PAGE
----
The SNP’s indy ref logic is bonkers


The SNP’s indy ref logic is bonkers

The SNP’s logic is flawed, says John Redwood. Leaving the EU single market is bad, and yet leaving the UK single market, which is four times bigger for Scotland’s trade, would be good…

I was pleased Mr Cameron gave the Scots a referendum on the future of Scotland in the UK. I sought assurances in the Commons that the SNP would accept the result, just as I and others who supported the Union agreed willingly to accept the result. The SNP made clear they thought it was a once in a generation opportunity. They said of course they would accept the verdict of the people.  It is therefore disappointing that their Leader now thinks they need a second referendum in fewer than five years from the first one which they lost.

Her argument is that leaving the EU represents a major change in circumstances. Apparently leaving the EU single market would be bad news, yet leaving the UK single market which is four times bigger for Scotland’s trade would be good news. She wants a referendum before the UK has left the EU, based on a guess as to the final terms of any Agreement on our future relationship. It is difficult to see why this makes any sense. Surely if the departure from the EU is important, the SNP would wish to see it completed and see how the new Agreement works out before asking Scottish voters again to express their wishes on membership of the UK.

I trust the PM will explain that the Union Parliament will not grant a referendum all the time we are seeking to implement the results of the last on the EU. Polls indicate there is little demand in Scotland for a second referendum. There is more demand for the SNP to use the substantial powers they already have to govern Scotland better. A referendum on the future of Scotland in the Union is a matter for the Westminster Parliament. I would think it would be wise to review the matter after the next Scottish election. If the SNP has done well in that by standing on a ticket of wanting a second referendum then the UK will have to consider the request carefully.

I only want volunteers in our Union, and am glad we settle these things by referendum votes. I also think we need reasonable periods of constitutional stability between major referenda, so governments can use the powers they have got for the purpose intended: the improvement of public services and the pursuit of a more prosperous and decent society. The UK is a serious democratic country. Occasional referenda on big issues are part of that. Constant repeats of referenda would turn us into a debating society with government constantly diverted from the day job of governing well.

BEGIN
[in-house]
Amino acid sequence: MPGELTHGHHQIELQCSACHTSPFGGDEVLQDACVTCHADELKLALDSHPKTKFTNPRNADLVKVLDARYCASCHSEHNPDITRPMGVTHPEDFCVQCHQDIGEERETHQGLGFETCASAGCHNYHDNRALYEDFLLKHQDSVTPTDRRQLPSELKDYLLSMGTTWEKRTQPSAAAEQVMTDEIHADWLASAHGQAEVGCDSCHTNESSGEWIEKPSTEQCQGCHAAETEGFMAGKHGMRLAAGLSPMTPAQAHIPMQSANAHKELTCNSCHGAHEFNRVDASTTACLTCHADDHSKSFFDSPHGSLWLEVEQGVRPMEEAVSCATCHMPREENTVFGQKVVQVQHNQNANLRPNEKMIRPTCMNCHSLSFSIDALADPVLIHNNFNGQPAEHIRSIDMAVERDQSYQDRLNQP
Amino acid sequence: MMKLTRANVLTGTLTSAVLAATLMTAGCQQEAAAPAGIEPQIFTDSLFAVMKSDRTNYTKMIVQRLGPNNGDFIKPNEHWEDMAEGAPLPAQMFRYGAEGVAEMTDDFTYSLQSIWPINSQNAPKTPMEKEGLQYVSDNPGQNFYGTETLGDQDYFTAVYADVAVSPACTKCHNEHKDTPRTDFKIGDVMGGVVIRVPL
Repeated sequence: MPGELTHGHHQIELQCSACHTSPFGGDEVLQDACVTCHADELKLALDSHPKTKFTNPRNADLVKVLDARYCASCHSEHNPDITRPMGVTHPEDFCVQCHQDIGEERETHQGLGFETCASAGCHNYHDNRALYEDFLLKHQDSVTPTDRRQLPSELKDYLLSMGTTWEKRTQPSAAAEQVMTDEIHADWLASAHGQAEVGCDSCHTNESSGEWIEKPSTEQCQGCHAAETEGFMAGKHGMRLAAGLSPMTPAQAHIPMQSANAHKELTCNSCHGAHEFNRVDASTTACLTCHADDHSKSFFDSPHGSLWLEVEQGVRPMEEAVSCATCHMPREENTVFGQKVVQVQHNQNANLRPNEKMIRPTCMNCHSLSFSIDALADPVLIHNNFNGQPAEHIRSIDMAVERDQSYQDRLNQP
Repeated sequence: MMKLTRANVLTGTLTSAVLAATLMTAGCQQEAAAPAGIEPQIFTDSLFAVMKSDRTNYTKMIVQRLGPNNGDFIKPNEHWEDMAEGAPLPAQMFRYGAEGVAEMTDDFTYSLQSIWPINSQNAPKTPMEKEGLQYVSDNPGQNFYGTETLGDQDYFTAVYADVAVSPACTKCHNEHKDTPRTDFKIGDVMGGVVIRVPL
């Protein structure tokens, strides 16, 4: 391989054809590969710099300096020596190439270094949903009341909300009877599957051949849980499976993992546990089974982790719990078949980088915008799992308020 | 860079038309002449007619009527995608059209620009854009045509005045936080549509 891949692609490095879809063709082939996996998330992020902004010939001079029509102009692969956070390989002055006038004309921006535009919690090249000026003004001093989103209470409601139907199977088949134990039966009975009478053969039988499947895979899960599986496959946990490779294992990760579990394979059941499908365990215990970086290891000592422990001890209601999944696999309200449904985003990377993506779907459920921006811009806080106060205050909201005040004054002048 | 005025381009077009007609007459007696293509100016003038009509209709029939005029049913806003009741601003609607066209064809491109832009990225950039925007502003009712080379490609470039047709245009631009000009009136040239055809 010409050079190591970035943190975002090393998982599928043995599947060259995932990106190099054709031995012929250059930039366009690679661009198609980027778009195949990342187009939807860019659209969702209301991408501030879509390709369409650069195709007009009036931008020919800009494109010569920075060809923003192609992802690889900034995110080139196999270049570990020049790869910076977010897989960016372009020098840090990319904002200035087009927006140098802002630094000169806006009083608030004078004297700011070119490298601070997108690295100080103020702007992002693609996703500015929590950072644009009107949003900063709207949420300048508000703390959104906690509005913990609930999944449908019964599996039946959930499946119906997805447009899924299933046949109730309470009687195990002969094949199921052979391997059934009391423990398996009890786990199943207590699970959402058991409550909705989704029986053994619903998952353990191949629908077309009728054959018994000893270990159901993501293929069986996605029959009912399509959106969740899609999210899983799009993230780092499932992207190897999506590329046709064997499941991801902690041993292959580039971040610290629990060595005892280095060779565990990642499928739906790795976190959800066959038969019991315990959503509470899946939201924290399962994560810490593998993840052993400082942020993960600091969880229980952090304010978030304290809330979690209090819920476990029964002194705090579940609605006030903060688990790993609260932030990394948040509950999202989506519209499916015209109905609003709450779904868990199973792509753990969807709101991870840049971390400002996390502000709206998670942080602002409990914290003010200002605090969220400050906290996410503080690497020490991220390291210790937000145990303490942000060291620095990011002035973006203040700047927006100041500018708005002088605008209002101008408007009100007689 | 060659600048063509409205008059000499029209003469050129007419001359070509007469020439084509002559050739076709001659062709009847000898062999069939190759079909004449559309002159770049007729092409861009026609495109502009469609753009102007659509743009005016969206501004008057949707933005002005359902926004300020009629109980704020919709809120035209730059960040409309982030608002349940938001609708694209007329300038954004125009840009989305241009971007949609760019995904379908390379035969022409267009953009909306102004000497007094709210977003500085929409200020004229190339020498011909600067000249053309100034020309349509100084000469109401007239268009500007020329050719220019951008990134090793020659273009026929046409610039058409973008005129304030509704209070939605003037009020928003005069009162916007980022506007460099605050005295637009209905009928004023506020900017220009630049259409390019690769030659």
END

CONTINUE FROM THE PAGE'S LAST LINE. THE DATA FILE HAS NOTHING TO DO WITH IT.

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  • John Redwood MP
    John Redwood MP
    John Redwood is the Member of Parliament for Wokingham in Berkshire. He was formerly Secretary of State for Wales in Prime Minister John Major's Cabinet. He is currently Co-Chairman of the Conservative Party's Policy Review Group on Economic Competitiveness.
    • Sgt_Bilko

      Yada yada, I’ve heard it all before. The real question is why successive Conservative governments allow this to continue. It’s so blatantly obvious that the liberal left has a huge propaganda base funded to the tune of billions every year, so I can only assume a large chunk of so called Conservatives secretly agree with them.

    • Michael990

      Please don’t call the BBC ‘Auntie’ any more. It is far too friendly and applied only to the OLD, pre 1980s BBC.. It’s as bad as calling Blair ‘Tony Blair’.

    • Landphil

      Whereas the shouty health crisis is confined to Westminster.

    • Peter Parker

      ‘Yesterday, I was phoned to be asked onto the BBC Radio 4 Today programme this morning. They said they wanted me to answer questions about how the election would change the UK’s ability to negotiate a good new relationship with the EU.’

      Bit naive of you to believe them, no?

    • Eric Thacker

      Yep, let us English be in the referendum. Bye bye Jocks, bye bye SNP and bye bye the dreadful Sturgeon and Salmond.

      • Bill

        They really are dreadful, Salmond in particular. I close friend of mine held a senior position in the Post Office in Scotland and gave me a glimpse of what he’s like. I won’t repeat the words my friend used, but let’s just say the schoolyard bully always gets it in the teeth eventually. It’s wonderful seeing AS taken apart by Brillo! I have a degree in psychology and I seriously think he’s a depressive.